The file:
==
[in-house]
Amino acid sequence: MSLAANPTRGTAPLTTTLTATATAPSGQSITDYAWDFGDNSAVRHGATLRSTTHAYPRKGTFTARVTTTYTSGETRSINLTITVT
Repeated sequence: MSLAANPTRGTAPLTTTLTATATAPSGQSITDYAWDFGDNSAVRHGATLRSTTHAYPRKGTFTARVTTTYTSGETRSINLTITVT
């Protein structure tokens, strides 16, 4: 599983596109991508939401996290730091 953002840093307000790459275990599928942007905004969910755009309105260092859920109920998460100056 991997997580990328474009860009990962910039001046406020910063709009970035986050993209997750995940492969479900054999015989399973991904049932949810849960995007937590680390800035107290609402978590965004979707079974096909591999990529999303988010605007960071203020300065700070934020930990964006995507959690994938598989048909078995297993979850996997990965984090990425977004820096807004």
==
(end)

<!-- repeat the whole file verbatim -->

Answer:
[in-house]
Amino acid sequence: MSLAANPTRGTAPLTTTLTATATAPSGQSITDYAWDFGDNSAVRHGATLRSTTHAYPRKGTFTARVTTTYTSGETRSINLTITVT
Repeated sequence: MSLAANPTRGTAPLTTTLTATATAPSGQSITDYAWDFGDNSAVRHGATLRSTTHAYPRKGTFTARVTTTYTSGETRSINLTITVT
């Protein structure tokens, strides 16, 4: 599983596109991508939401996290730091 953002840093307000790459275990599928942007905004969910755009309105260092859920109920998460100056 991997997580990328474009860009990962910039001046406020910063709009970035986050993209997750995940492969479900054999015989399973991904049932949810849960995007937590680390800035107290609402978590965004979707079974096909591999990529999303988010605007960071203020300065700070934020930990964006995507959690994938598989048909078995297993979850996997990965984090990425977004820096807004």